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Railway Finances (Written Answer)

Volume 595: debated on Monday 10 November 1958

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May I ask you, Mr. Speaker, whether you have any statement to make in reply to the question I put to you last week concerning the statement by the Minister of Transport and Civil Aviation on the British Transport Commission?

On Thursday last, at the end of Questions, the hon. Member for Enfield, East (Mr. Ernest Davies) raised with me the question of a Written Answer by the Minister of Transport and Civil Aviation to a Question put by him. This Written Answer had appeared in the OFFICIAL REPORT the day before. The Answer stated that the Minister was circulating both a Report from the Chairman of the British Transport Commission and his reply thereto. In fact, the Answer did not contain the Minister's reply. I find that what happened was this.

The Editor of the OFFICIAL REPORT was told by the Ministry of Transport and Civil Aviation, on Wednesday morning, that there was an Answer coming which was rather long and containing tables of figures. The Editor asked for an advance copy of the Answer and this was sent to him. He then considered it and suggested to the Ministry a rearrangement of the tables to facilitate printing. This was agreed to and the advance copy was sent to the printers so that they could start setting up the type at once.

This advance copy did not contain the Minister's reply. A duplicate copy containing both the Report and the Minister's reply was sent to the OFFICIAL REPORT later in the day but the staff on duty, thinking that the whole matter had been in the printers' hands for some hours, took no further action. However, the error was detected and an erratum, giving the Minister's reply, appeared in the next issue of HANSARD. It will appear in its proper place in the bound volume.

Having read the Answer, with its tables of figures, I do not think that it could conveniently have been given as an answer after Oral Questions. As to whether it should have been published as a Command Paper, that is a matter of opinion dependent on the Minister's judgment of the relative importance of the subject. I can find no Ruling as to the length of the material circulated in the OFFICIAL REPORT, but I have known many long statements besides this one, although this was a long one.

The hon. Member for The Hartlepools (Mr. D. Jones) raised the question of a graph which formed part of the Report of the Chairman of the British Transport Commission. A footnote to the original Answer stated that this had been omitted. We have never included graphs in the OFFICIAL REPORT. The reason for this is the great speed with which the OFFICIAL REPORT is produced. I am told that it would take at least 48 hours for the printers to make the block necessary for a graph. I understand that copies of the graph were made available in the Library.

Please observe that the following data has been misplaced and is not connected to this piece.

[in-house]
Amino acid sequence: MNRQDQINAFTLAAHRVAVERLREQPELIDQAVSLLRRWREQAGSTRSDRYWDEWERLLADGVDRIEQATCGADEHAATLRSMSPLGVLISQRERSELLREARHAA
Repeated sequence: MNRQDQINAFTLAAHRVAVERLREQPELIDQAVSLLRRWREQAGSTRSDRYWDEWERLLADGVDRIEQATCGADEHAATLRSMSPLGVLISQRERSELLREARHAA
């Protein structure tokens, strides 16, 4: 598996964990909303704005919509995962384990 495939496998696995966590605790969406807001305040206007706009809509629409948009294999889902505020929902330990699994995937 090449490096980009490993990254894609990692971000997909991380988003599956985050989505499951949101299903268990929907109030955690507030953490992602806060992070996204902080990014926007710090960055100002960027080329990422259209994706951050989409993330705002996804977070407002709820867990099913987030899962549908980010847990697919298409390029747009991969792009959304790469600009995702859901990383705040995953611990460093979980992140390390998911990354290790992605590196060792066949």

May I thank you, Mr. Speaker, for having looked into this matter and for your reply? May I ask whether you would not agree that in view of the muddle there was over the printing and the omission of the most important reply of the Minister to the Chairman's report, and the fact that certain graphs in the report could not be published in HANSARD, it is clear that this was a misuse of HANSARD, and that it would have been far better if the Minister had published this as a Command Paper? In view of your statement, may I ask whether the Minister will not now reconsider his decision and publish the Answer as a Command Paper?

Finally, may I suggest that it is most inconvenient to the public that in view of this muddle they will have to buy two copies of HANSARD to get the reply of the Minister with the Report from the Chairman, and even that will not be complete? I still suggest that this information should be published as a White Paper.

That, of course, is not a matter for me, but so far as the OFFICIAL REPORT was concerned in this —it was not the whole trouble—I should like to apologise to the House for this omission, as I am responsible for the OFFICIAL REPORT. On the general question, I can only say that I naturally deprecate long statements in the OFFICIAL REPORT, however they get there. I suggest to hon. Members and to Departments that if they are ever in doubt about what form a statement circulated to Members should take it would be useful if they had a word with the Editor of the OFFICIAL REPORT. He is very experienced in these matters and is anxious to help hon. Members and Departments as well as he can.

May I ask the Leader of the House whether, in view of this situation, your statement, Mr. Speaker, and the facts, he would arrange with the Minister to publish the whole matter in a White Paper?

The Secretary of State for the Home Department and Lord Privy Seal
(Mr. R. A. Butler)

I had not been aware of this matter before the interchange took place in the House. I shall certainly discuss this with my right hon. Friend and give any consideration I can to the request made by the right hon. Gentleman. I cannot give any undertaking now, but I will certainly look into the matter.

May I ask, Mr. Speaker, whether your explanation shows that there is no reflection whatever on the Editor of the OFFICIAL REPORT and that all this is due to lack of decision on the part of the Minister?

The Editor is personally not responsible in any way, nor culpable in any way. He properly took the step of asking for an advance copy of this statement so as to get it to the printers at once. The subsequent happenings of this affair were rather out of his control.